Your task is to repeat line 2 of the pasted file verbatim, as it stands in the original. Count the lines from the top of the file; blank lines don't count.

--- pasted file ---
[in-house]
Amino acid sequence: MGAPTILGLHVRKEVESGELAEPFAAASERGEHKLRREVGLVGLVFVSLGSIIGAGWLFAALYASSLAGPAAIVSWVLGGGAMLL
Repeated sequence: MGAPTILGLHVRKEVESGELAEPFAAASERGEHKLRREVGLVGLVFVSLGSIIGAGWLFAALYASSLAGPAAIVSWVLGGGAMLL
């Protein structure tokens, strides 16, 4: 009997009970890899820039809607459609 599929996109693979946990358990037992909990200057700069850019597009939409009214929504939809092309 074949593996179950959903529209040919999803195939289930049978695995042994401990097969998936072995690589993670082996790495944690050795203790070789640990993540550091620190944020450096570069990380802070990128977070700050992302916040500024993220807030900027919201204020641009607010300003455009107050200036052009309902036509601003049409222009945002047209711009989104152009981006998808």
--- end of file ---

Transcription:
Amino acid sequence: MGAPTILGLHVRKEVESGELAEPFAAASERGEHKLRREVGLVGLVFVSLGSIIGAGWLFAALYASSLAGPAAIVSWVLGGGAMLL